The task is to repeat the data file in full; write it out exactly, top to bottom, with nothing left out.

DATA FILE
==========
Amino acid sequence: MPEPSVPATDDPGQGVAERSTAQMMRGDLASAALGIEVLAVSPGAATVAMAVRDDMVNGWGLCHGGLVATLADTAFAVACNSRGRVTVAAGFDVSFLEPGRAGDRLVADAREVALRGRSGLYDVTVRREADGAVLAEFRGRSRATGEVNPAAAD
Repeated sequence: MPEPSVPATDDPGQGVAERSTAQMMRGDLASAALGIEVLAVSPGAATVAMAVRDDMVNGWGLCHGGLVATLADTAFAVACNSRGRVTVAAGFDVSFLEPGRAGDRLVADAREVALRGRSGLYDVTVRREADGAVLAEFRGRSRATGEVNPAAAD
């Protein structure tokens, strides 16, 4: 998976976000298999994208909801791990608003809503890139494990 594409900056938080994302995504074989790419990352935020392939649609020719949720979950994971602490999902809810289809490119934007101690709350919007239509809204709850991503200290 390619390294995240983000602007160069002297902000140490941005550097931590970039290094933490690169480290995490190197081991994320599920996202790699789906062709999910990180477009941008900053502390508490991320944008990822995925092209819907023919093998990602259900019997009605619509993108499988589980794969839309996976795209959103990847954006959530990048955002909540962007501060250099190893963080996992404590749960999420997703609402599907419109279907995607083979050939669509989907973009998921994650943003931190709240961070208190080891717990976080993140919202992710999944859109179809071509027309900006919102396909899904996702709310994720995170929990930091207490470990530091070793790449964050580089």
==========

Amino acid sequence: MPEPSVPATDDPGQGVAERSTAQMMRGDLASAALGIEVLAVSPGAATVAMAVRDDMVNGWGLCHGGLVATLADTAFAVACNSRGRVTVAAGFDVSFLEPGRAGDRLVADAREVALRGRSGLYDVTVRREADGAVLAEFRGRSRATGEVNPAAAD
Repeated sequence: MPEPSVPATDDPGQGVAERSTAQMMRGDLASAALGIEVLAVSPGAATVAMAVRDDMVNGWGLCHGGLVATLADTAFAVACNSRGRVTVAAGFDVSFLEPGRAGDRLVADAREVALRGRSGLYDVTVRREADGAVLAEFRGRSRATGEVNPAAAD
């Protein structure tokens, strides 16, 4: 998976976000298999994208909801791990608003809503890139494990 594409900056938080994302995504074989790419990352935020392939649609020719949720979950994971602490999902809810289809490119934007101690709350919007239509809204709850991503200290 390619390294995240983000602007160069002297902000140490941005550097931590970039290094933490690169480290995490190197081991994320599920996202790699789906062709999910990180477009941008900053502390508490991320944008990822995925092209819907023919093998990602259900019997009605619509993108499988589980794969839309996976795209959103990847954006959530990048955002909540962007501060250099190893963080996992404590749960999420997703609402599907419109279907995607083979050939669509989907973009998921994650943003931190709240961070208190080891717990976080993140919202992710999944859109179809071509027309900006919102396909899904996702709310994720995170929990930091207490470990530091070793790449964050580089």